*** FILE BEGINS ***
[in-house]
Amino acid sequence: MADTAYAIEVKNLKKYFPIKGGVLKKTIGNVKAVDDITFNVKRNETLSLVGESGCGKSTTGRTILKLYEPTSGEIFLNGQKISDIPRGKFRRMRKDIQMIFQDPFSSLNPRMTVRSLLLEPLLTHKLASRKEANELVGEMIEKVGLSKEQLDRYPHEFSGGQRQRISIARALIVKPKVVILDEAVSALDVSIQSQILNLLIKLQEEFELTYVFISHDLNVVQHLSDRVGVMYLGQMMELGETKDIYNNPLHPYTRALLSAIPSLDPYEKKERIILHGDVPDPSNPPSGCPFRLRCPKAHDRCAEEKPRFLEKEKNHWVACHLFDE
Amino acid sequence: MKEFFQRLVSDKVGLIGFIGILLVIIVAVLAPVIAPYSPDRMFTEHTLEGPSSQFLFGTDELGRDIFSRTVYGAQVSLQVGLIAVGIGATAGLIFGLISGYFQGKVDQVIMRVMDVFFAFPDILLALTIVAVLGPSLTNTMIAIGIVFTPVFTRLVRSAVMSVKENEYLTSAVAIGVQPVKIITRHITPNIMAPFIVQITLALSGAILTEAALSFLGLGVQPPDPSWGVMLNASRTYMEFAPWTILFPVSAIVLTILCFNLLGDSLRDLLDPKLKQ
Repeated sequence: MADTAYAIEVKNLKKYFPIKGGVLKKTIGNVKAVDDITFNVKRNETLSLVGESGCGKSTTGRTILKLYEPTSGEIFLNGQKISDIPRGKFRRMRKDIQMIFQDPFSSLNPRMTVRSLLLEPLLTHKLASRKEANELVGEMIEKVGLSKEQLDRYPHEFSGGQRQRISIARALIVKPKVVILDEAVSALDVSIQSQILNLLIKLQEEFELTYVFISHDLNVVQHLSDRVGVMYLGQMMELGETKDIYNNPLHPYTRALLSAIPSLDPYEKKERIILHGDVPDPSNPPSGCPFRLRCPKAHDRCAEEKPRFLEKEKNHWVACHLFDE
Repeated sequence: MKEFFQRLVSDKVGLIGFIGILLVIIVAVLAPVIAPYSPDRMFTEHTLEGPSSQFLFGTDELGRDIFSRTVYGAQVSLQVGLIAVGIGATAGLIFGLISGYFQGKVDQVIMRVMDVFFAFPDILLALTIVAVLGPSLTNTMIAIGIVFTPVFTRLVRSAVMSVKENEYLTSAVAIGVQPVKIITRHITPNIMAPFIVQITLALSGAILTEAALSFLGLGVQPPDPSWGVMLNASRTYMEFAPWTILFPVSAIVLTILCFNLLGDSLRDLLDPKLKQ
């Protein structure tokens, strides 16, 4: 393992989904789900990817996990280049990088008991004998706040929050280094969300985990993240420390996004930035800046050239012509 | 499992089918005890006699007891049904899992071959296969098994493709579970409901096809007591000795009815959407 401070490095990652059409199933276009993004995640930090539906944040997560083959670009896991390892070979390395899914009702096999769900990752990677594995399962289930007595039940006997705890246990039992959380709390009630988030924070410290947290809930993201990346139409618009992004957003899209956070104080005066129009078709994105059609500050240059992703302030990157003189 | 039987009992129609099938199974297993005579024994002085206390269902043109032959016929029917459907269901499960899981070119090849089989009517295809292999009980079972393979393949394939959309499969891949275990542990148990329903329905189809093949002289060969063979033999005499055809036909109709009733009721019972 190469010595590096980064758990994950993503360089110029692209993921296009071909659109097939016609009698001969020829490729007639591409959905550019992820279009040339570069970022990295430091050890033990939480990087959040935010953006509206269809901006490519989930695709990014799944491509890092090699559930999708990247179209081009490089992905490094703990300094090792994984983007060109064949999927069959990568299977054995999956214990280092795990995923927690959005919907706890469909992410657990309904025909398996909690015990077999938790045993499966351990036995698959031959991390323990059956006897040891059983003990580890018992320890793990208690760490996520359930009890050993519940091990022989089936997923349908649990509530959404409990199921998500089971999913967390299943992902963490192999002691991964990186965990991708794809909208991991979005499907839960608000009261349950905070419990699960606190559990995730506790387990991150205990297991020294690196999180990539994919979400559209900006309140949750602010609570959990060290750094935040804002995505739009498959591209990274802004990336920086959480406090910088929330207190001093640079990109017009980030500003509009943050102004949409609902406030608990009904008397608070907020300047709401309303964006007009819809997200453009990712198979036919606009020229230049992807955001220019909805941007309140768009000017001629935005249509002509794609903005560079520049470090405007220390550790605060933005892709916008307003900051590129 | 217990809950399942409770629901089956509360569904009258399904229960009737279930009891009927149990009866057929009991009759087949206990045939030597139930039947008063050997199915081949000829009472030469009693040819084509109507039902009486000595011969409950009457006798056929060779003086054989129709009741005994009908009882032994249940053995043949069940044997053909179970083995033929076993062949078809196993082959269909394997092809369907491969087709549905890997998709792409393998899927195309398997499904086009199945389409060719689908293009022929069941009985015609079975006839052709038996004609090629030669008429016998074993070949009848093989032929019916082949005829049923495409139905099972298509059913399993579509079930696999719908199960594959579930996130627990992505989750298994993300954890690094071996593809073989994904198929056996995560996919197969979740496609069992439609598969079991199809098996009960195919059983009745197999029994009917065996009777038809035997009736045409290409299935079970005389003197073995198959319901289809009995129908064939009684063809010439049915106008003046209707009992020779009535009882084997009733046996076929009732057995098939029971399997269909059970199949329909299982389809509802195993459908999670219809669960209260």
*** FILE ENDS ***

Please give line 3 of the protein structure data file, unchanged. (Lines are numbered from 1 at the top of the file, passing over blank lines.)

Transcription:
Amino acid sequence: MKEFFQRLVSDKVGLIGFIGILLVIIVAVLAPVIAPYSPDRMFTEHTLEGPSSQFLFGTDELGRDIFSRTVYGAQVSLQVGLIAVGIGATAGLIFGLISGYFQGKVDQVIMRVMDVFFAFPDILLALTIVAVLGPSLTNTMIAIGIVFTPVFTRLVRSAVMSVKENEYLTSAVAIGVQPVKIITRHITPNIMAPFIVQITLALSGAILTEAALSFLGLGVQPPDPSWGVMLNASRTYMEFAPWTILFPVSAIVLTILCFNLLGDSLRDLLDPKLKQ